THE FIRM Sources emphasize this firm's strength across both securities litigation and regulatory matters. The firm fields a combined securities practice and covers a full spectrum of advice for financial institutions, public companies, individual executives and boards of trustees and directors. It has a robust enforcement practice which has earned the respect of the industry for its handling of a number of key matters. The team defends MetLife and a number of its current and former directors in multiple cases relating to an industrywide investigation into the alleged use of false data. It also acts for the former CEO and chairman of Bank of America on litigation concerning the bank's acquisition of Merrill Lynch. Shortly before going to press Mary Jo White, one of the luminaries of the white-collar criminal defense and securities enforcement space, was confirmed by the Senate as the next chair of the SEC.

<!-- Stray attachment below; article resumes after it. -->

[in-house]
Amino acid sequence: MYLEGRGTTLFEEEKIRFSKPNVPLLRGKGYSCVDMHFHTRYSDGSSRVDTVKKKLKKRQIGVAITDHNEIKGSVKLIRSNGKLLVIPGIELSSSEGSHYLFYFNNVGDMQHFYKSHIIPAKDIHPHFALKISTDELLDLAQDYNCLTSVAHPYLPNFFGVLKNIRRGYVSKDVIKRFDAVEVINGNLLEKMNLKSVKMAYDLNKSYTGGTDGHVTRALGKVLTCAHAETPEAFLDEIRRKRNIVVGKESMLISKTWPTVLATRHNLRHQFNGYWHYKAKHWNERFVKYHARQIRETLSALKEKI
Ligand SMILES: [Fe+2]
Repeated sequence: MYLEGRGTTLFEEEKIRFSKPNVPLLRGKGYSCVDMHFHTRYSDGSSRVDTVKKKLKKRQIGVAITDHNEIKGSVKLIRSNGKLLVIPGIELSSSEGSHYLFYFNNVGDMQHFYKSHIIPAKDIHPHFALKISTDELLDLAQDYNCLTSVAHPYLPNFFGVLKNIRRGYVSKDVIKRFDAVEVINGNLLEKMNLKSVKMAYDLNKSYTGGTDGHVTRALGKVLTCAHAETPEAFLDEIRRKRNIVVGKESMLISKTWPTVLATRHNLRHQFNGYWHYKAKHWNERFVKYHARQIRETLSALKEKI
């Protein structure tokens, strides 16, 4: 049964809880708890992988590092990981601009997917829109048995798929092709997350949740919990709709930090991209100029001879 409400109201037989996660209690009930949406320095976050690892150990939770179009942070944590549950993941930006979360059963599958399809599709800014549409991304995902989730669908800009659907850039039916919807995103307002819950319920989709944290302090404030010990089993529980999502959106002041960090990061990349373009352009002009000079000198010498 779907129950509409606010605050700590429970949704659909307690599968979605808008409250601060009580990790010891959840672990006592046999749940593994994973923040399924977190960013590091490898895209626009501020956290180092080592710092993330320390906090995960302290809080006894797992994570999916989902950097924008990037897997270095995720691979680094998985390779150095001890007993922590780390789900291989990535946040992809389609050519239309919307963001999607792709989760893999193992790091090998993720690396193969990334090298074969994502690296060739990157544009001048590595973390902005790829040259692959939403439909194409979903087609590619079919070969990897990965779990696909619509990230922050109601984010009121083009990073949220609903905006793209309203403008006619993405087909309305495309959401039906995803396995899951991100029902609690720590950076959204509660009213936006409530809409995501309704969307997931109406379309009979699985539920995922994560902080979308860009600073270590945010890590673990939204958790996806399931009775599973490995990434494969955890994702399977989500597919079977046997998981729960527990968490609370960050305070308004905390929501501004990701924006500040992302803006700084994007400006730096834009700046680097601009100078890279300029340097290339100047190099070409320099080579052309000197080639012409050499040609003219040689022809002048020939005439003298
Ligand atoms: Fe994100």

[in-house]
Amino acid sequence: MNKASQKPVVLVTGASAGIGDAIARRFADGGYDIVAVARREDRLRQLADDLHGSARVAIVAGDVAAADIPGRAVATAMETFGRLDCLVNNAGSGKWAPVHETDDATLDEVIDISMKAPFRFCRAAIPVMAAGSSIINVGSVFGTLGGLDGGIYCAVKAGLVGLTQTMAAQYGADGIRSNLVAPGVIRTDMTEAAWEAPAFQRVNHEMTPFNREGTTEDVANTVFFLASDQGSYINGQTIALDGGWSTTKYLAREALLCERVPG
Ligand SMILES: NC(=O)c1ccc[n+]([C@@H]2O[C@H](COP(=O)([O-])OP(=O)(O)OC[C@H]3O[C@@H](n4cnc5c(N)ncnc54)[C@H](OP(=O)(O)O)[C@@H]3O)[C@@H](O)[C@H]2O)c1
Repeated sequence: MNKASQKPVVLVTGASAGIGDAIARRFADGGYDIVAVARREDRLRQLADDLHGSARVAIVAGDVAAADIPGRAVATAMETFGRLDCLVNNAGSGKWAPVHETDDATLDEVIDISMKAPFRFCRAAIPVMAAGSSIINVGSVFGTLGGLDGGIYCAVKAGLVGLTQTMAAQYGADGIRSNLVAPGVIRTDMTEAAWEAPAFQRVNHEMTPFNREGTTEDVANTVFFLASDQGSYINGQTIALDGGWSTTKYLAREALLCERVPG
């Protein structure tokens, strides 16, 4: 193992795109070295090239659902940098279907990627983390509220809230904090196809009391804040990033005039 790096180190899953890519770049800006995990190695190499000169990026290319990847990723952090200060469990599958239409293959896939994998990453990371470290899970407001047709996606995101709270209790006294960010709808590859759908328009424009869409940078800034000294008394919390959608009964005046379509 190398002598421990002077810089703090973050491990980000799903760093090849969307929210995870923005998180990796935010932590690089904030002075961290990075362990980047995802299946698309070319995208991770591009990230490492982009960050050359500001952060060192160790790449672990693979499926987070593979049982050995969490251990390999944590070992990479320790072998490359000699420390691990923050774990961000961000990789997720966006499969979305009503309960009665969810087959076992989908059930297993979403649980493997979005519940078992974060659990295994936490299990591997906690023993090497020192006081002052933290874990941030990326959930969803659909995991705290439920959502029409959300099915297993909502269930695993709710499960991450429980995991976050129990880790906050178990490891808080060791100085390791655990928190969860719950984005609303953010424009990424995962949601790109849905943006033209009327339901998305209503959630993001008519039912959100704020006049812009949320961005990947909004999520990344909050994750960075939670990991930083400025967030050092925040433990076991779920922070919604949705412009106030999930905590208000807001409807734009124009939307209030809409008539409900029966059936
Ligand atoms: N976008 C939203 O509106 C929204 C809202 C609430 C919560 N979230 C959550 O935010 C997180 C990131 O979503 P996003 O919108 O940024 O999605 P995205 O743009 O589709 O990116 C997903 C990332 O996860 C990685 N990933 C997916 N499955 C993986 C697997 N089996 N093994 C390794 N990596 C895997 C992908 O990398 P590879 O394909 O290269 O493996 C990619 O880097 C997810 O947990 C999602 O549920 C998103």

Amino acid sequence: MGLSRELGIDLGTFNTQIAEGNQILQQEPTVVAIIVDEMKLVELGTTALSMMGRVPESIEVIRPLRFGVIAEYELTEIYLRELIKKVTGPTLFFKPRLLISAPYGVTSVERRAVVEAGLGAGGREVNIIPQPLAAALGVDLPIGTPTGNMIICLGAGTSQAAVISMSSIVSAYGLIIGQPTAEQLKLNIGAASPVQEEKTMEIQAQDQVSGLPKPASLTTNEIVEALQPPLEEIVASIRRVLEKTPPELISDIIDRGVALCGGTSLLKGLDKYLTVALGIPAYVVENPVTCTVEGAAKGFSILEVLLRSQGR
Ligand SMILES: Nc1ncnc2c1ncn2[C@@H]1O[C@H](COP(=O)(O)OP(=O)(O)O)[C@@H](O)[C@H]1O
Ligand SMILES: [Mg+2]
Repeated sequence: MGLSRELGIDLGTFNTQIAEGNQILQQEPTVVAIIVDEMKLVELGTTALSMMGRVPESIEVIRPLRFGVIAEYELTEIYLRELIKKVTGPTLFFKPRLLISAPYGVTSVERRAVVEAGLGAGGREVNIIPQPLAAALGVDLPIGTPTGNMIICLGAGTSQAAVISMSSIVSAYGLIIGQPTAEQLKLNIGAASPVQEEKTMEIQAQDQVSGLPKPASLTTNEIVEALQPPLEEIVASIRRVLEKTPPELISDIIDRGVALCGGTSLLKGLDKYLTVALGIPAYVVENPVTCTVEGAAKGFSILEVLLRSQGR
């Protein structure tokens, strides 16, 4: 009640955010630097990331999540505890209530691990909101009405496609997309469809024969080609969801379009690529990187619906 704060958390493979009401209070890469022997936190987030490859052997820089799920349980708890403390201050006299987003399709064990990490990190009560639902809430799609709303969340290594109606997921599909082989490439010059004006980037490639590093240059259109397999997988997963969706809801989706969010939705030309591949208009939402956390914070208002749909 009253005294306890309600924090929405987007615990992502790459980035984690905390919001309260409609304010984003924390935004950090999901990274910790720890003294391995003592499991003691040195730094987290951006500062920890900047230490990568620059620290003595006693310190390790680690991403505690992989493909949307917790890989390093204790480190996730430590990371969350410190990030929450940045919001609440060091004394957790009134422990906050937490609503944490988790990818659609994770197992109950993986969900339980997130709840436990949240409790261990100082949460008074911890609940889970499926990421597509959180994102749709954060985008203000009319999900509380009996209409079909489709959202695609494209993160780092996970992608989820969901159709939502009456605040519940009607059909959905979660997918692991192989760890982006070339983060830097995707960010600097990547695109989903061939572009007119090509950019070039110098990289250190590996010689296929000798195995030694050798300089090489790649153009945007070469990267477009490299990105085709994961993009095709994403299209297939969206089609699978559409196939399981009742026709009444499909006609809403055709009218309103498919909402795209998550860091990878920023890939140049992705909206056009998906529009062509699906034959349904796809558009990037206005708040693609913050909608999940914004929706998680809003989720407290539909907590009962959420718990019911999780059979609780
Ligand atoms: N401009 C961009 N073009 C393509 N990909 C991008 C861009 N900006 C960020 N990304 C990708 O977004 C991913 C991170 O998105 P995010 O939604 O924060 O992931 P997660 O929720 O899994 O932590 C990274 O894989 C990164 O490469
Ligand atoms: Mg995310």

Client Service "I have never worked with better partners in my life. They are extremely responsive, extremely knowledgeable and able to see the big picture. They make you feel like the number-one client."
KEY INDIVIDUALS Experienced securities litigator Jonathan Tuttle represents clients in regulatory investigations and enforcement actions and is an expert in accounting violations. Sources say he is "flawless in his execution and attention to detail."
Paul Berger is valued for his insider understanding of the regulatory process. Sources consider him to be "one of the most experienced securities practitioners, with great attention to detail, encyclopedic knowledge of anticorruption practices and a broad knowledge base."
THE FIRM Dechert has a team of 32 partners handling the defense of public and private companies and key executives, investment advisers and brokerage firms in regulatory actions and civil litigation proceedings. It has experience advocating on behalf of clients before federal and state regulators in investigations conducted by agencies including FINRA, the SEC, the DOJ and the Commodities & Futures Trading Commission (CFTC). The team has represented former MF Global CEO Jon Corzine in relation to class actions filed following the brokerage firm's bankruptcy.